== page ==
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Who cares what I wear at school drop-off? Me

2.2 SCHOOL DROPOFF STYLE
Author Alyssa Shelasky in a vintage jumpsuit from Consignment Brooklyn on September 14, 2022. (Photos: NYTimes)
“New York Woman” — three small words that tell a big story.

A story I hoped to embody but might never get the chance. The words were embroidered on a T-shirt I saw at Out of the Closet, a second-hand store in the Boerum Hill neighborhood in Brooklyn, last week. I opted not to buy it simply because I ran out of steam. Now, I regret everything.اضافة اعلان

Retracing my steps, I rummage through the rack. Someone else beat me to it. Probably another local mother. Maybe Maggie Gyllenhaal.

And so it goes, as I schlep up and down Atlantic Avenue in early September before my kids’ September 8 return date, looking for little gems to enhance my “drop-off outfits”, the clothes we wear when we take our kids to school. A tradition that is distinctly — though certainly not exclusively — New York.

Obviously, the art of the drop-off outfit is to look like you do not care about the drop-off outfit. But I am not ashamed to admit that I do put some consideration into the fashion of it all, especially during the tour-de-force that is the first two weeks of the school year. There are so many transitions to navigate, so many forms to be filled out, so many seaweed snacks to dispense.


Humera Baburi wearing Zara in Brooklyn Heights on September 14, 2022. 

For those of us who get excited by style, it cannot hurt to feel some sense of chic along the way. Of course, there are way more important things in parental life than metallic Tevas and Mansur Gavriel, but for me — with two young children in different schools, a partner who is often away, and a full-time job — if a stupid bougie, tie-dye sweatsuit is going to help me endure, then bring on the Aviator Nation. Also, I work from home, which is a wonderful thing since professionalism and I have issues.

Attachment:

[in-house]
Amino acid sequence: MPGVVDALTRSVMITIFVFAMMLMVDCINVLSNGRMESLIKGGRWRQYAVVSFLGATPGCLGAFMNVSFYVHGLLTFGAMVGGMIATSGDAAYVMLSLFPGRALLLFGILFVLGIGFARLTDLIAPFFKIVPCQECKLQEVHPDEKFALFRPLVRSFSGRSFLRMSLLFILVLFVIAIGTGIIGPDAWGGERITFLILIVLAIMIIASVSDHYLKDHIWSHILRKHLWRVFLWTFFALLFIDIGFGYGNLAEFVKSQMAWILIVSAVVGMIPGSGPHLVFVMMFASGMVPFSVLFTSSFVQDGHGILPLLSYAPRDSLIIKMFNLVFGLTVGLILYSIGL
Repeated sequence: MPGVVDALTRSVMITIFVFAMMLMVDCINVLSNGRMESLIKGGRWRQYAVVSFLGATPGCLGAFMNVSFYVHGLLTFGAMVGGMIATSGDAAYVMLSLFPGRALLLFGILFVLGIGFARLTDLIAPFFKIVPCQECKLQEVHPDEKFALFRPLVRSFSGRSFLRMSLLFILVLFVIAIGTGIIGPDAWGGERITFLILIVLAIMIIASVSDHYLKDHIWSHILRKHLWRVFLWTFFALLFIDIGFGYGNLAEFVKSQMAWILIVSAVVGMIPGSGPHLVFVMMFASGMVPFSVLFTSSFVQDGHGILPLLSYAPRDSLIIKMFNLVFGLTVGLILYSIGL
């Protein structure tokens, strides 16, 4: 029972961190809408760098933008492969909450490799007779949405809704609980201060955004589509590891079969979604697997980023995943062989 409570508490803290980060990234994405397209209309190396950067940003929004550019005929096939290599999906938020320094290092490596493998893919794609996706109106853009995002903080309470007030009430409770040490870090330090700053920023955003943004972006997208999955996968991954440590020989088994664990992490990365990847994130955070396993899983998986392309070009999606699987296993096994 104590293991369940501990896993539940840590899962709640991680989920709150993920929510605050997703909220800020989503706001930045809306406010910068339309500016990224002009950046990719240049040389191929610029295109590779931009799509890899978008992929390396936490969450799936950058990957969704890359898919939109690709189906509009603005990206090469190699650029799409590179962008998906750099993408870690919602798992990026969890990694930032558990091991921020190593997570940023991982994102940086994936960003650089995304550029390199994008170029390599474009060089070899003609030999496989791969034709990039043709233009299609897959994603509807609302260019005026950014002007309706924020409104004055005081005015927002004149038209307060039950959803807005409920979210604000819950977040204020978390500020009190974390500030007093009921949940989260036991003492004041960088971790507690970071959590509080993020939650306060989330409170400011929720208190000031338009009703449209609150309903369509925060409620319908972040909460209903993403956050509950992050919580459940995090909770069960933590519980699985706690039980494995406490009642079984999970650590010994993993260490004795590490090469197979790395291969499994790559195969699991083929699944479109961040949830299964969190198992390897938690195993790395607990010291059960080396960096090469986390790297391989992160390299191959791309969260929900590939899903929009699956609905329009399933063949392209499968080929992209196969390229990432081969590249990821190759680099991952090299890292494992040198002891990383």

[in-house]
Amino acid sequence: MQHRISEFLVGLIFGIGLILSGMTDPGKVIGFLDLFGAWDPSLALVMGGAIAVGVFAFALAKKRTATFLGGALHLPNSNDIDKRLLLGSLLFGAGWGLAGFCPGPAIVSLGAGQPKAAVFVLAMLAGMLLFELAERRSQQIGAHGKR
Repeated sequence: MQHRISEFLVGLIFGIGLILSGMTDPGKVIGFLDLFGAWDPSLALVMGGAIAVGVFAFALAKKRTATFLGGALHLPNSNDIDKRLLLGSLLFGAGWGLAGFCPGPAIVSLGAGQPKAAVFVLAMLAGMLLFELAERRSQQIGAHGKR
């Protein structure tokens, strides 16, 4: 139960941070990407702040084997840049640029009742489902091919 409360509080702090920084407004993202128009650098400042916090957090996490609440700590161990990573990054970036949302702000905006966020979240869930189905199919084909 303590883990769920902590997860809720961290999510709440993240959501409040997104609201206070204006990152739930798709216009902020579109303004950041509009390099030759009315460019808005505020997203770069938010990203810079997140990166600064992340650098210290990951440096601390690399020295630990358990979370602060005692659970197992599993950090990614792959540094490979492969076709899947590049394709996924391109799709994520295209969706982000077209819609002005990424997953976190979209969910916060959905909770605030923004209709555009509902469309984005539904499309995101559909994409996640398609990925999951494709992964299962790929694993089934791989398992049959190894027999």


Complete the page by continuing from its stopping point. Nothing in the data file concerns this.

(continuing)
My children go to public school but we live in Brooklyn Heights, where there are several private schools, many celebrity parents (Matt Damon, Emily Blunt, Keri Russell, etc.) and swarms of families who can afford gorgeous wardrobes. Every morning I see a runway of Rachel Comey jumpsuits, Suzie Kondi puff sleeves, and Anine Bing basics.

For starters, I want my outsides to match my insides: struggle and attitude. The look needs to land somewhere between “My Kids Are My Life” and “Kill Me Now”. It needs to exude that I am a scrappy, unmarried, mildly unhinged mom who is constantly hustling and hitting the gas, but I have taste.

This translates to heavenly T-shirts, bulky sweatshirts, good ol’ mom jeans, and a rotation of leather jackets and trench coats that were once expensive. For this year’s drop-offs, I added checkered pants by MOTHER and a gray Champion sweatshirt that reads “MoMA”.